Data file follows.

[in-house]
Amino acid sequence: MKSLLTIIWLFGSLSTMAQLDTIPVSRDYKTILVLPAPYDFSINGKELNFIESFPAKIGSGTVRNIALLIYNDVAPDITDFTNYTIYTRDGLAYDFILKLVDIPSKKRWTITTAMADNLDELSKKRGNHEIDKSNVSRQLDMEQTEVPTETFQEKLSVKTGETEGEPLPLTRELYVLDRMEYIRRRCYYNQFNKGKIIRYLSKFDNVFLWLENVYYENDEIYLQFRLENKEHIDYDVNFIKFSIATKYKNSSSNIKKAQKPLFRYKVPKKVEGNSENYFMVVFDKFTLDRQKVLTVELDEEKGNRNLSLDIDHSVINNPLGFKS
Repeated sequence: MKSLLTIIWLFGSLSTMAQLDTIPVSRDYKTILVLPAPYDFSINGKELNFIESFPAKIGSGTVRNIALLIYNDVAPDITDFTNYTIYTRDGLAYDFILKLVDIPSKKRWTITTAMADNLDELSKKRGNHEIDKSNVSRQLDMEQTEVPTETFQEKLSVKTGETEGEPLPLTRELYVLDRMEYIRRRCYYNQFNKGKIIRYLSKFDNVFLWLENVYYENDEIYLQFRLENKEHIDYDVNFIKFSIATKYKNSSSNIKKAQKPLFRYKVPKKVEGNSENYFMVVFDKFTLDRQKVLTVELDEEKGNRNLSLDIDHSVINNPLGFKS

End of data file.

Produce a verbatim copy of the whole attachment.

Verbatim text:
[in-house]
Amino acid sequence: MKSLLTIIWLFGSLSTMAQLDTIPVSRDYKTILVLPAPYDFSINGKELNFIESFPAKIGSGTVRNIALLIYNDVAPDITDFTNYTIYTRDGLAYDFILKLVDIPSKKRWTITTAMADNLDELSKKRGNHEIDKSNVSRQLDMEQTEVPTETFQEKLSVKTGETEGEPLPLTRELYVLDRMEYIRRRCYYNQFNKGKIIRYLSKFDNVFLWLENVYYENDEIYLQFRLENKEHIDYDVNFIKFSIATKYKNSSSNIKKAQKPLFRYKVPKKVEGNSENYFMVVFDKFTLDRQKVLTVELDEEKGNRNLSLDIDHSVINNPLGFKS
Repeated sequence: MKSLLTIIWLFGSLSTMAQLDTIPVSRDYKTILVLPAPYDFSINGKELNFIESFPAKIGSGTVRNIALLIYNDVAPDITDFTNYTIYTRDGLAYDFILKLVDIPSKKRWTITTAMADNLDELSKKRGNHEIDKSNVSRQLDMEQTEVPTETFQEKLSVKTGETEGEPLPLTRELYVLDRMEYIRRRCYYNQFNKGKIIRYLSKFDNVFLWLENVYYENDEIYLQFRLENKEHIDYDVNFIKFSIATKYKNSSSNIKKAQKPLFRYKVPKKVEGNSENYFMVVFDKFTLDRQKVLTVELDEEKGNRNLSLDIDHSVINNPLGFKS